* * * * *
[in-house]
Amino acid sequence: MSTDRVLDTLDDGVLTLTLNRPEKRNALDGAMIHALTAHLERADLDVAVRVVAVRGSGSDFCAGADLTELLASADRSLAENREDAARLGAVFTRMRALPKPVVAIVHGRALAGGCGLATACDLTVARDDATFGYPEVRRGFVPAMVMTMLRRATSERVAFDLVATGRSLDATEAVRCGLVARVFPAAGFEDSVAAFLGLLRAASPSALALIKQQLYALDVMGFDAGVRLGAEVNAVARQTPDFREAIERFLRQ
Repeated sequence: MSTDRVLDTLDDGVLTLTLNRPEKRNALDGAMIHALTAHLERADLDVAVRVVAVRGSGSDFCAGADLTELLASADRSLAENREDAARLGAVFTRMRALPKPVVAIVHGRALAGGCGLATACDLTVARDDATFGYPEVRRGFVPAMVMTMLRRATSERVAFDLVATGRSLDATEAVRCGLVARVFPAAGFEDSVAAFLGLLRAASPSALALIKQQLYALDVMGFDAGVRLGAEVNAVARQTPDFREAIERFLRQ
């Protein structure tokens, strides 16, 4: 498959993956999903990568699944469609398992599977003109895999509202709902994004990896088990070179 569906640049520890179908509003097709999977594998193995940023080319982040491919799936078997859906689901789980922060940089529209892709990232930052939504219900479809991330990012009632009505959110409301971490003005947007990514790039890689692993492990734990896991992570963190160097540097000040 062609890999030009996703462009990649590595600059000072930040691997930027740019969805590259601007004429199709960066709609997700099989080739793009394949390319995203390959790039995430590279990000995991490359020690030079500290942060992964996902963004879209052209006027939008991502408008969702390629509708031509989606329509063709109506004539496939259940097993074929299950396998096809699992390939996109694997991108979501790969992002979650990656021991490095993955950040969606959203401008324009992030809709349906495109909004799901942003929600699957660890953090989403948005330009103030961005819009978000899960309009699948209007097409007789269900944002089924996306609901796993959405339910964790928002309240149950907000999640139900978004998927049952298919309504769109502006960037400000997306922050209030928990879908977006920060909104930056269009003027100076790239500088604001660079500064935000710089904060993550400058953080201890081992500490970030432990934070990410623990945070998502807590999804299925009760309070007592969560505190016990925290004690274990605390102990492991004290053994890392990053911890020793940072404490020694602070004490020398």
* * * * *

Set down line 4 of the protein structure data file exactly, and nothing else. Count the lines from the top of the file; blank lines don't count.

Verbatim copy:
């Protein structure tokens, strides 16, 4: 498959993956999903990568699944469609398992599977003109895999509202709902994004990896088990070179 569906640049520890179908509003097709999977594998193995940023080319982040491919799936078997859906689901789980922060940089529209892709990232930052939504219900479809991330990012009632009505959110409301971490003005947007990514790039890689692993492990734990896991992570963190160097540097000040 062609890999030009996703462009990649590595600059000072930040691997930027740019969805590259601007004429199709960066709609997700099989080739793009394949390319995203390959790039995430590279990000995991490359020690030079500290942060992964996902963004879209052209006027939008991502408008969702390629509708031509989606329509063709109506004539496939259940097993074929299950396998096809699992390939996109694997991108979501790969992002979650990656021991490095993955950040969606959203401008324009992030809709349906495109909004799901942003929600699957660890953090989403948005330009103030961005819009978000899960309009699948209007097409007789269900944002089924996306609901796993959405339910964790928002309240149950907000999640139900978004998927049952298919309504769109502006960037400000997306922050209030928990879908977006920060909104930056269009003027100076790239500088604001660079500064935000710089904060993550400058953080201890081992500490970030432990934070990410623990945070998502807590999804299925009760309070007592969560505190016990925290004690274990605390102990492991004290053994890392990053911890020793940072404490020694602070004490020398």